• High: above 500 mg/dl.

How to lower cholesterol: treatment and prevention

Hypercholesterolemia can be prevented by following the following recommendations:

  • With a balanced diet and without saturated fats. The Mediterranean diet is ideal because its contribution of fats comes mainly from the monounsaturated and polyunsaturated fatty acids present in fish and olive oils and seeds. The consumption of vegetables, legumes, cereals, vegetables and fruits is also important.
  • Doing a program of aerobic exercise (walking, gentle running, cycling, swimming…), at moderate intensity (65-70 percent of maximum heart rate) and developed regularly (three to five sessions per week), increases HDL ( good cholesterol) and reduces LDL (bad cholesterol) and triglyceride levels.

Once the dyslipidemia is diagnosed, and if diet and exercise do not reduce the levels by themselves, the doctor will opt for drug treatment. The choice of drugs depends on the dominant anomaly: elevation of LDL (bad cholesterol); elevation of triglycerides; or elevated levels in both cases. Some of the drugs for patients with high cholesterol are:

  • Statins
  • Exchange resins
  • Phytosterols
  • Fibrates
  • Ezetimibe

Never diet or drugs should be stopped until the doctor tells you to.

Cholesterol in children

There are more and more cases among children or young people that due to an incorrect diet and sedentary lifestyle become serious candidates for hypercholesterolemia in the future. In general, these should be cholesterol figures for children and adolescents:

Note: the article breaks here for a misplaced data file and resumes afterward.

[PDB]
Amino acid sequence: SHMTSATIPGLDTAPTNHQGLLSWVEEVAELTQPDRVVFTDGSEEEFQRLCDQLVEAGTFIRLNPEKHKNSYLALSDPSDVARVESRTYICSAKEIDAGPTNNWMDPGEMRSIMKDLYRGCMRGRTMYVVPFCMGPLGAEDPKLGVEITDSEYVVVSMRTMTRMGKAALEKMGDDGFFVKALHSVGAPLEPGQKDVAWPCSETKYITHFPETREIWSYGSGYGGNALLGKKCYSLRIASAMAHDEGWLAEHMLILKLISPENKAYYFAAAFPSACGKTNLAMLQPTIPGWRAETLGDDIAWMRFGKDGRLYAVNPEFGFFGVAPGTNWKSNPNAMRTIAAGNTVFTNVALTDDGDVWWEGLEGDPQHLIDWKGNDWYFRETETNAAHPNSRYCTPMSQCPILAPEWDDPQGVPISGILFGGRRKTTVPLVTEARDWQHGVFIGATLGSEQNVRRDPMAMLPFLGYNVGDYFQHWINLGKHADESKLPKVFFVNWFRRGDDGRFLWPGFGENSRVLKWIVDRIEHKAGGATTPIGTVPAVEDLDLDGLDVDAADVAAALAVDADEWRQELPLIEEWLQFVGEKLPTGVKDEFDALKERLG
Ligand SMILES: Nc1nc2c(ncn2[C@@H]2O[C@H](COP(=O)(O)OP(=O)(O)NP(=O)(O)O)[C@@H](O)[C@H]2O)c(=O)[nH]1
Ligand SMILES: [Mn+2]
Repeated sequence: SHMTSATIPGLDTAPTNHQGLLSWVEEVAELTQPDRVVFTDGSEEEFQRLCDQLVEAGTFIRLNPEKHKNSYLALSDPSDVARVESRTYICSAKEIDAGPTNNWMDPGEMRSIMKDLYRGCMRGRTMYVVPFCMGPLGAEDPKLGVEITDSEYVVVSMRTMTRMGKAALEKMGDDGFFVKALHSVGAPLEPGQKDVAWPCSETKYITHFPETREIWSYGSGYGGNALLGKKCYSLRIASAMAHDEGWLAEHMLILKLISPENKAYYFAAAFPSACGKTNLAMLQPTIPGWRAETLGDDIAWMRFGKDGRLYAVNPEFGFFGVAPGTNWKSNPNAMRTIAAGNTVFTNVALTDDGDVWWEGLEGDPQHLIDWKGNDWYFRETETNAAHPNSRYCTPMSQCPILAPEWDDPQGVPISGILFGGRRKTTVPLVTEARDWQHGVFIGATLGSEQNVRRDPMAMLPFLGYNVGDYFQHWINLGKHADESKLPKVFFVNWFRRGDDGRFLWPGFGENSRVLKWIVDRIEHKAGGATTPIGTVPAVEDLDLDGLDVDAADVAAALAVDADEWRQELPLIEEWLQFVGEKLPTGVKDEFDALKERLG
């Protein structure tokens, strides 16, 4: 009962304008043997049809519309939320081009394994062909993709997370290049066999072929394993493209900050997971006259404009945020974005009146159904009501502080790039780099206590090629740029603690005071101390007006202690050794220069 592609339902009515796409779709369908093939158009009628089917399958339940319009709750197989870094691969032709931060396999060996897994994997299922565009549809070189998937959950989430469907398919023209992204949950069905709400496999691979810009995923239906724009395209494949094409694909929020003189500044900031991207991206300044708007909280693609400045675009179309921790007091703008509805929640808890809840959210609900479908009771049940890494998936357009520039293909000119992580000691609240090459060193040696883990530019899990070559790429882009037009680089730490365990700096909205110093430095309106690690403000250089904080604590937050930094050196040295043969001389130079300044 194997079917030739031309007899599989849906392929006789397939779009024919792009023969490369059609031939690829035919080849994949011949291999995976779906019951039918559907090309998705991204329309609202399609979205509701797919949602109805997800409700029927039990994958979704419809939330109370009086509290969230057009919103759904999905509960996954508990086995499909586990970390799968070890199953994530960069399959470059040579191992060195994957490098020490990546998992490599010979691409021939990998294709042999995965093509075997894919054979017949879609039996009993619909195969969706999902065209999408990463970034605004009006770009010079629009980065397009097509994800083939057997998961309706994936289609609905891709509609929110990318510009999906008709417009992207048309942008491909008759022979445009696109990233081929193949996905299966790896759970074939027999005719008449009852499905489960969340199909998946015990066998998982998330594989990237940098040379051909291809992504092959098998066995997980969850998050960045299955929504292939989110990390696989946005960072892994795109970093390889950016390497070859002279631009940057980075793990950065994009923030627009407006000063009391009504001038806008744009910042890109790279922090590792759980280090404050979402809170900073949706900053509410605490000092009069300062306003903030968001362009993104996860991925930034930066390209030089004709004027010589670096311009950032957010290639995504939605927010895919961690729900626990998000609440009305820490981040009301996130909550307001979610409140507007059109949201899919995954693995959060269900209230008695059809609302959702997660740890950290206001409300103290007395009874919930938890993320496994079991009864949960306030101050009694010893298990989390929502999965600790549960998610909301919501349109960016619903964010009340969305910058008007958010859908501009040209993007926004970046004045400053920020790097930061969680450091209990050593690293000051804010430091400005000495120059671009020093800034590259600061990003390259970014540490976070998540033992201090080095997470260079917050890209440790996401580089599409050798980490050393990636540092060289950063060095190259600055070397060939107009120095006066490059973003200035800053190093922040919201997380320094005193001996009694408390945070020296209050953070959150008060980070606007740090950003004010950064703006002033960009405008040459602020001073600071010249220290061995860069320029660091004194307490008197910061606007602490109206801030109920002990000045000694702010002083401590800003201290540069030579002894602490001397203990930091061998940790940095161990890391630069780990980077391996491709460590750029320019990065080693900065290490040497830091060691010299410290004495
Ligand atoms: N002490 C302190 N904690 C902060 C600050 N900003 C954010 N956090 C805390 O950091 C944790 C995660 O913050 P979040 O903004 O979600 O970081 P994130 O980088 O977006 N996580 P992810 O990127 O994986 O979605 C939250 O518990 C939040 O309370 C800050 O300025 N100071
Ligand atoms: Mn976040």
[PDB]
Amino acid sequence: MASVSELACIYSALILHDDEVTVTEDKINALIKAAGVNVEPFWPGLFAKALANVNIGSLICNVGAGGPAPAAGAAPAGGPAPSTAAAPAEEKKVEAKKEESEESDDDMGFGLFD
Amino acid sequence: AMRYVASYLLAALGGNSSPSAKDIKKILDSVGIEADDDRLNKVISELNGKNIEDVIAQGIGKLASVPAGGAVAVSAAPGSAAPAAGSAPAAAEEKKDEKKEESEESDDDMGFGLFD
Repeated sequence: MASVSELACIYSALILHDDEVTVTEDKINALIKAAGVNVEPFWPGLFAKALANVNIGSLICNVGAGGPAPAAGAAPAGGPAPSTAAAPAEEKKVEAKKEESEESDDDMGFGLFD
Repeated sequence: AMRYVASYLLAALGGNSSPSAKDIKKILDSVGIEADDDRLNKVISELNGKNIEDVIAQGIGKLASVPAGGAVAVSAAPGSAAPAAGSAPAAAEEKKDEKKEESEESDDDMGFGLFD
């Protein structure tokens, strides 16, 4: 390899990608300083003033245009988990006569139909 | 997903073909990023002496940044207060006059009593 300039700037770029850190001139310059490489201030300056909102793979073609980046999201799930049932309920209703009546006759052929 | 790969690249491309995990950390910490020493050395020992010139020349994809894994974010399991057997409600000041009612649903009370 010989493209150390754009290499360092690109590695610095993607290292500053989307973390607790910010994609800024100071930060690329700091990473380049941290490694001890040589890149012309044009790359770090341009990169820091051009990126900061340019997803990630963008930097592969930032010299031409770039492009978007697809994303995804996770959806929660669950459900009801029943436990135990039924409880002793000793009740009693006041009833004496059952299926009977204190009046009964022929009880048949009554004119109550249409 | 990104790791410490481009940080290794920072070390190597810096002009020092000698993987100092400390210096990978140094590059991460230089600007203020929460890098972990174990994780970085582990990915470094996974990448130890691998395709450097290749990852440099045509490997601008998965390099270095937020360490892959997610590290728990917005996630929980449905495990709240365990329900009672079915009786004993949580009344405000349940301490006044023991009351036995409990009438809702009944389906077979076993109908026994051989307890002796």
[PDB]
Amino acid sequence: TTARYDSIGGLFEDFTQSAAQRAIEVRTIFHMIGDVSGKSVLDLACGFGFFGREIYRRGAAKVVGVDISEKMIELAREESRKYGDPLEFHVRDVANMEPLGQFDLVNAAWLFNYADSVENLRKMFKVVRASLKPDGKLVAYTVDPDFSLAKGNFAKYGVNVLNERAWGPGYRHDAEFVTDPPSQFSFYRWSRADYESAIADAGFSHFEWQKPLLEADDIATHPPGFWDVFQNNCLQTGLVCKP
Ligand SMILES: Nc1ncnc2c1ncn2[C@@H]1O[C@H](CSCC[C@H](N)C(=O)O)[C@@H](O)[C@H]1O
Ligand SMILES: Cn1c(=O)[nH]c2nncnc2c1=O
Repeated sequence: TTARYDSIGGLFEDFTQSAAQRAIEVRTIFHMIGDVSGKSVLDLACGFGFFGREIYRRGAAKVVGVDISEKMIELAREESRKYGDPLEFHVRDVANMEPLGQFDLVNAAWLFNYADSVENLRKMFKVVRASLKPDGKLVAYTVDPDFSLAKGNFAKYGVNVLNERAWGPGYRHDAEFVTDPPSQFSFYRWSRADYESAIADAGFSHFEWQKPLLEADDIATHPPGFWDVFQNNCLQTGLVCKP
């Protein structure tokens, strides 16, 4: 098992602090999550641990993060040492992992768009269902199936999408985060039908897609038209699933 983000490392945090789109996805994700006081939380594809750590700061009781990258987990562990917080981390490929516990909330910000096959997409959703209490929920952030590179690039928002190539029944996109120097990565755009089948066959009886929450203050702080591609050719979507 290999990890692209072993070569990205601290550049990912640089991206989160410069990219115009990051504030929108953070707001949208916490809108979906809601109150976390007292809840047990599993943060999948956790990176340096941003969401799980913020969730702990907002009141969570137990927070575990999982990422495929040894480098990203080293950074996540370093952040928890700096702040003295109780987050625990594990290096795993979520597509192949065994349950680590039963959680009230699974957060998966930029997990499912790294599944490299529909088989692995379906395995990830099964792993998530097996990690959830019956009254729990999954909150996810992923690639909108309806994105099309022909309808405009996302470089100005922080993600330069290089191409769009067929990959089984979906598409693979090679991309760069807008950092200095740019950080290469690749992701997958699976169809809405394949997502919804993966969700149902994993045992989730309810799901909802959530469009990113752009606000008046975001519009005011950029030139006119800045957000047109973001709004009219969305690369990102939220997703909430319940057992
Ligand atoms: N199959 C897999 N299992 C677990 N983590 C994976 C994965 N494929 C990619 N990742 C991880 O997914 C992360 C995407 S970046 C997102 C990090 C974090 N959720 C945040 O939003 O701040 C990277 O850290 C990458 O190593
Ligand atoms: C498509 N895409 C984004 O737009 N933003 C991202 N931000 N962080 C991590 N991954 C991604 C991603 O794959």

• Normal: less than 170 mg/dl
  • Normal-high: between 170 and 199 mg/dl
  • High: above 200 mg/dl

Cholesterol in women

During pregnancy. It is usually normal for the woman to suffer an alteration of blood lipid levels. Pregnant women should control their cholesterol levels and take extra care if they are patients with previous hyperlipidemias.

During menopause. Alterations in the lipoprothetic pattern related to the decrease in estrogen occur: HDL (good cholesterol) decreases and total cholesterol and LDL (bad cholesterol) increase. Doctors recommend hormone replacement therapy (estrogen and progesterone) or estrogen hormone therapy. Both treatments reduce the usual discomforts of menopause and prevent osteoporosis. In addition, sometimes, they can also slightly raise HDL (good cholesterol) and reduce total cholesterol.

Cholesterol and other risk factors

Cholesterol and Diabetes. Diabetes (type I and type II) can increase cholesterol levels. In fact, the desirable cholesterol levels in diabetics are lower than in the general population.

Cholesterol and Obesity. Obese patients usually have hypertriglyceridemia and a low level of HDL (good cholesterol). Losing weight causes an increase in HDL levels, a reduction in triglyceride levels, better glucose tolerance, decreased levels of insulin and uric acid, and a drop in blood pressure.

Cholesterol and Sedentary. Exercise is one of the general recommendations for the treatment and prevention of hypercholesterolemia. Among the positive consequences of physical exercise on the body is the improvement of lung capacity, cardiovascular system and cholesterol levels and blood pressure.

Cholesterol and Alcohol. Excessive alcohol consumption causes hypertriglyceridemia.